Monday, September 07, 2009

This little chick.

With Libbie's enthusiastic help, this little chick nearly met his maker this morning. He was a perfectly happy and healthy little chick (well, if you don't count the fact that some crazy Mexican dyed him yellow and stuffed him in a dry aquarium with fifty other brightly dyed chicks to sell at market)...until Libbie showed up. And Libbie was on-leash, thankyouverymuch. Not that it made a difference.

We arrived at school right on time today but, in true Mexican fashion, the school secretary who doubles as keeper of the gate, was not on time. Since she wasn't there, I broke the unwritten rule which states that "parents shall not pass beyond this gate to drop off or pick up their children" so that I could escort Callie to her classroom. Yeah, the classroom that is but fifteen feet from the gate. But Callie always wants me to walk her there and rarely will she go it alone without a fuss. I avoid fusses with Callie. I am weak. But this is not about Callie or me, it is about the chick.

The cute little yellow chick was perched in a planter next to the gate, happily tweeting away and pecking at the dirt. I did not know that he was there. But as we walked into the schoolyard, Libbie noticed him immediately and jumped up on the planter and snapped at the little chick. The little chick survived this brush unscathed. I grabbed Libbie's collar and downed her next to the planter so I could see the cute little chick. Because I am a sucker for animals! But I got distracted! I turned to talk with Callie's teacher and was not vigilantly protecting the life of the cute little chick when Libbie jumped up again and this time knocked the little chick off of his perch. And possibly bit him in the head.

The little chick flailed on the ground, lying on his back with his wings beating wildly. Blood started to seep out his nose and beak. It was a sad sight. As I fought the urge to kick Libbie ten times in the head, I grabbed the little chick in my hands and listened to the crowd of preschoolers scream as the chick's head drooped to the side. It was not looking good.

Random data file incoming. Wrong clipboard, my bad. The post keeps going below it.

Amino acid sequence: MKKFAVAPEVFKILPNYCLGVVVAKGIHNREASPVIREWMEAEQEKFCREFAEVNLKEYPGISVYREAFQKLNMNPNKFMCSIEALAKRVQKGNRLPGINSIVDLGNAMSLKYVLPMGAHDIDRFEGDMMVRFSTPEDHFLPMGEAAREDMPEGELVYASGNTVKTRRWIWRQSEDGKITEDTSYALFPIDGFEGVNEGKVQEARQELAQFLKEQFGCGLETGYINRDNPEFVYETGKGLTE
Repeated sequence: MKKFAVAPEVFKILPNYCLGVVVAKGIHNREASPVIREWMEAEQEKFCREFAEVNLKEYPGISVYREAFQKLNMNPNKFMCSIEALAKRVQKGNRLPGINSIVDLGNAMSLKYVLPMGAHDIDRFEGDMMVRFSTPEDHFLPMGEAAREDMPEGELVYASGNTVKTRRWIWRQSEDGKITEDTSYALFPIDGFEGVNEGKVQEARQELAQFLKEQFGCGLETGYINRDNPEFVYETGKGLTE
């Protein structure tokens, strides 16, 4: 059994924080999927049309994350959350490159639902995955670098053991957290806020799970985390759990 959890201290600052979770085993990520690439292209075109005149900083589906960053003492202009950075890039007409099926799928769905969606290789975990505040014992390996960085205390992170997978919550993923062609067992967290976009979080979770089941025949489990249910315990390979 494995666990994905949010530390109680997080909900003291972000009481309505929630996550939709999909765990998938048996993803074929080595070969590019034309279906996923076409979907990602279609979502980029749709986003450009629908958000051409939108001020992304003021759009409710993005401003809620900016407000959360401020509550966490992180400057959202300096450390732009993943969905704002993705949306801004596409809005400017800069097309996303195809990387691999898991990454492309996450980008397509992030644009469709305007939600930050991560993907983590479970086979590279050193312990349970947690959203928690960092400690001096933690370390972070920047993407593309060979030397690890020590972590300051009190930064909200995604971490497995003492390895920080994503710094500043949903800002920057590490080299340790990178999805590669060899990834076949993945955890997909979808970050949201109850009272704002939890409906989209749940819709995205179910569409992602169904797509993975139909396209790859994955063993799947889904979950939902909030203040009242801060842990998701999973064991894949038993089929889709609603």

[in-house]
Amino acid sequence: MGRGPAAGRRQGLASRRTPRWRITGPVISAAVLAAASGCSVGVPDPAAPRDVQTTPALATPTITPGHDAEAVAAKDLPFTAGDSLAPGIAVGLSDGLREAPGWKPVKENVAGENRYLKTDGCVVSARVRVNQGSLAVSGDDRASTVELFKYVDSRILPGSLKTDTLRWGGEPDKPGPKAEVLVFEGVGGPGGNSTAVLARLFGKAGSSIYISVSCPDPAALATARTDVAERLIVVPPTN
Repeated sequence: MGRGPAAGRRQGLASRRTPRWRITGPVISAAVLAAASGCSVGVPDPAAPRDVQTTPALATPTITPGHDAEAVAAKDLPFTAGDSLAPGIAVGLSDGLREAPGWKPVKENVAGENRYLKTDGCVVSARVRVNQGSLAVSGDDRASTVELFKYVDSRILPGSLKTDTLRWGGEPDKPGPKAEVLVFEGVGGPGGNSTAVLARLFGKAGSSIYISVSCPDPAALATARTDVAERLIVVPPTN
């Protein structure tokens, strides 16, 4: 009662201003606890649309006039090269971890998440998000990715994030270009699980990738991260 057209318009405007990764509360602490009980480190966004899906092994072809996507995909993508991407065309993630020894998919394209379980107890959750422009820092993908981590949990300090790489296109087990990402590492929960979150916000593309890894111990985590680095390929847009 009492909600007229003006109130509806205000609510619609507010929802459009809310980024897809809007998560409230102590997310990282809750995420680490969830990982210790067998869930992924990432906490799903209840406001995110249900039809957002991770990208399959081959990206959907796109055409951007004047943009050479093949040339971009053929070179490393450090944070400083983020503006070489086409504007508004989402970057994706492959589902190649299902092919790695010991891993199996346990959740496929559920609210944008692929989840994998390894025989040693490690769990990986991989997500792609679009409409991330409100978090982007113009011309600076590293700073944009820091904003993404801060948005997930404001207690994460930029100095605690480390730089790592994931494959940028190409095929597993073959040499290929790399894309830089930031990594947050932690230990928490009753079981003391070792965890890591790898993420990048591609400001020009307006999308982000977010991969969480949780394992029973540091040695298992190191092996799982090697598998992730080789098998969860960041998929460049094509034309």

"He's dead! You're going to throw him in the garbage can!" screamed one little boy. "No, no, no, really, he's not dead...yet," I replied.

"BLAAAAAAAH!!!" cried a particularly disturbed little girl. Not my little girl, mind you, who didn't seem the least bit surprised that her dog had maimed and possibly killed her school's little mascot.

The teacher motioned toward the gate and asked quietly, "Will you take the chick with you?"

"Um, yeah. I'm REALLY really sorry about this," I muttered through a scrunched face.

On my way out the gate, I actually did kick Libbie. And I'm still not sorry for it.

Scott held Libbie's leash while I cradled the bludgeoned bird and we walked home. We both fully expected that I would be heading up to the market to buy a new dyed-yellow chick to replace this one. As we made the turn onto our street, the bird fluttered a bit in my hands and made some weak peeping noises. I thought maybe it was that last burst of energy before death. But when we got home and made the bird comfortable in a cardboard box lined with pages torn out of a phone book, the bird started to improve. We put him upstairs, locked away from the danger of the creeping cats and the bloodthirsty dog and then we left.

We returned a few hours later, wondering whether the chick would be dead or alive and...tahdah! He was alive! And chirping.

And so it was that the preschool day ended in smiles, with the return of the bright yellow (now with a few streaks of red) chick.


Fulton said...

will this become a pet? or will he/she be released into the streets?

Hillary Dickman said...

Most likely a pet. Or possibly a contestant in a cock-fighting match.